Jody Shee has been writing and editing for more than 25 years. She previously worked for a book publisher and a trade-press publisher. In 2006, she left the corporate world to satisfy her creative writing passion from home. As a freelancer, she writes and edits for foodservice trade publications.
When did you first start writing?
I wrote my first fiction (Joan and Jerry stories), before I was barely old enough to spell. I snuck to the basement and sat in the den at our old Royal typewriter hunting and pecking as I made up stories, then promptly threw them away so no one would see what I was doing.
Writing remained in my blood. At the age of 15, I decided I wanted to be a writer when I grew up, with the encouragement of a creative writing teacher and a "careers" unit in one of my classes. We had to select, research, and interview someone in a career, then write a paper about it. I interviewed a freelance writer.
What's the story behind this first book?
More than a decade ago, I became aware of women previously married to abusive men, and these unfit fathers gained legal custody of their children, continuing to abuse them. These mothers had no choice but to kidnap their children to keep them away from their abusive fathers. I saw talk television programs that focused on that theme. The women interviewed by the TV hosts were in agony as they described the horrible injustice. Today, we would say that sexual predator fathers got legal custody of thier children so they would always have a subject to abuse. Since then, laws have changed, particularly in the reporting and criminal investigation of abuse. My suspense fiction novel takes the reader through what life could have been like for one of these mothers and her daughter.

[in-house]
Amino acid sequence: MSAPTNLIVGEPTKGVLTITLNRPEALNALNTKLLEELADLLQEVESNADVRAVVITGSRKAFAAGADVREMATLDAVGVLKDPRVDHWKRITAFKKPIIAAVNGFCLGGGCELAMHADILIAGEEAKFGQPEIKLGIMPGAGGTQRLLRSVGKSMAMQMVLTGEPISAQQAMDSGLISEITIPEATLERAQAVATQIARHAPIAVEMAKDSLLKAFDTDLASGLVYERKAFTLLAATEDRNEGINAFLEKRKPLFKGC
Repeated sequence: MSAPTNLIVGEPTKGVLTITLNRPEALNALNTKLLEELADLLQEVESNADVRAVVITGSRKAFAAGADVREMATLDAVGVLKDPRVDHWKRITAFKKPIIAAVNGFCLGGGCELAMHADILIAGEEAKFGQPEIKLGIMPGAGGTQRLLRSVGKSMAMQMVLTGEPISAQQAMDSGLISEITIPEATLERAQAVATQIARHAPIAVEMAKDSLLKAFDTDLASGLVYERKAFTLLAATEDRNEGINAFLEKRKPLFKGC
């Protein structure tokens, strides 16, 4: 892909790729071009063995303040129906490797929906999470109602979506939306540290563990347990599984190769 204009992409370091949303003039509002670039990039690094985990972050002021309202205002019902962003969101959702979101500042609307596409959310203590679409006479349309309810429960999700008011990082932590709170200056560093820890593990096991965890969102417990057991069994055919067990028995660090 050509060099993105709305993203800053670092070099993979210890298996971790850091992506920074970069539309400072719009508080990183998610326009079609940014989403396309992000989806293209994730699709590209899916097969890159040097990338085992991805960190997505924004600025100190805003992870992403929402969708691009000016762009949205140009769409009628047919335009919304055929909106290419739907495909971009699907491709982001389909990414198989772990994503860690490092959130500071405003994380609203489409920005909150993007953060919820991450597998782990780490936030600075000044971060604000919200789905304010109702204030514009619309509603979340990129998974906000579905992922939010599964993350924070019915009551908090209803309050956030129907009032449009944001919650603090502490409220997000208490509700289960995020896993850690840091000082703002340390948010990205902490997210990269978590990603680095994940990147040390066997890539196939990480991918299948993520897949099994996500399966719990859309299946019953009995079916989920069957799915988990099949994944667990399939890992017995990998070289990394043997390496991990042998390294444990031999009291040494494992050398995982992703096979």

A mother kidnaps her daughter—the only way to protect her from her abusive father. She narrowly escapes, as law-enforcement nips at her heels. Will her primitive motherly instincts be enough to match the will of the enemy? Three things keep her grounded: her journal, a Psalm, and her daughter. One thing is certain; they will never live ordinary lives.